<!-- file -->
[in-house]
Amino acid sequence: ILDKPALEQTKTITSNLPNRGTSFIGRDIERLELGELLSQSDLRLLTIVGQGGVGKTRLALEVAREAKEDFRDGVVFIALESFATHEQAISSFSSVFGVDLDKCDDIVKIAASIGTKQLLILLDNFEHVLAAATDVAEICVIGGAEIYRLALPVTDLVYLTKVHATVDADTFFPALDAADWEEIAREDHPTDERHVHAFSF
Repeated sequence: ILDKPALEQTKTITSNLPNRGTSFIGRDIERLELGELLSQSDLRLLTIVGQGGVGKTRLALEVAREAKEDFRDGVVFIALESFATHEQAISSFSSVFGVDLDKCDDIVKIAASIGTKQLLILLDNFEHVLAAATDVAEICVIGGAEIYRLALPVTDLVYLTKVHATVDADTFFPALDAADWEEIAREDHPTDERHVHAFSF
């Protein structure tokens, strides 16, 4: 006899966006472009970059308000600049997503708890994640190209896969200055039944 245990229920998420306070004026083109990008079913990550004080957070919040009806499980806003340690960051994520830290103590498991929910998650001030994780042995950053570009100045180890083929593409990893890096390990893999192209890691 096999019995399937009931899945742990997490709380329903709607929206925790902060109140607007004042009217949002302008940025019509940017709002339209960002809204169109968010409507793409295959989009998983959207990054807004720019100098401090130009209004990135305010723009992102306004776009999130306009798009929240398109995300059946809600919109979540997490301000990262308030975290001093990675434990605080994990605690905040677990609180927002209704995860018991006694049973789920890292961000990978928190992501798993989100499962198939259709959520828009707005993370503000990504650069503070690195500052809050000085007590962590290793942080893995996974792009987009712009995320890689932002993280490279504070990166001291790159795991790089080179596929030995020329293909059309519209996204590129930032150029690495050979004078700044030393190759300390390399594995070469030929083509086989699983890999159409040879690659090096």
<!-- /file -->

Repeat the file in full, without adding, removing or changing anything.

[in-house]
Amino acid sequence: ILDKPALEQTKTITSNLPNRGTSFIGRDIERLELGELLSQSDLRLLTIVGQGGVGKTRLALEVAREAKEDFRDGVVFIALESFATHEQAISSFSSVFGVDLDKCDDIVKIAASIGTKQLLILLDNFEHVLAAATDVAEICVIGGAEIYRLALPVTDLVYLTKVHATVDADTFFPALDAADWEEIAREDHPTDERHVHAFSF
Repeated sequence: ILDKPALEQTKTITSNLPNRGTSFIGRDIERLELGELLSQSDLRLLTIVGQGGVGKTRLALEVAREAKEDFRDGVVFIALESFATHEQAISSFSSVFGVDLDKCDDIVKIAASIGTKQLLILLDNFEHVLAAATDVAEICVIGGAEIYRLALPVTDLVYLTKVHATVDADTFFPALDAADWEEIAREDHPTDERHVHAFSF
């Protein structure tokens, strides 16, 4: 006899966006472009970059308000600049997503708890994640190209896969200055039944 245990229920998420306070004026083109990008079913990550004080957070919040009806499980806003340690960051994520830290103590498991929910998650001030994780042995950053570009100045180890083929593409990893890096390990893999192209890691 096999019995399937009931899945742990997490709380329903709607929206925790902060109140607007004042009217949002302008940025019509940017709002339209960002809204169109968010409507793409295959989009998983959207990054807004720019100098401090130009209004990135305010723009992102306004776009999130306009798009929240398109995300059946809600919109979540997490301000990262308030975290001093990675434990605080994990605690905040677990609180927002209704995860018991006694049973789920890292961000990978928190992501798993989100499962198939259709959520828009707005993370503000990504650069503070690195500052809050000085007590962590290793942080893995996974792009987009712009995320890689932002993280490279504070990166001291790159795991790089080179596929030995020329293909059309519209996204590129930032150029690495050979004078700044030393190759300390390399594995070469030929083509086989699983890999159409040879690659090096």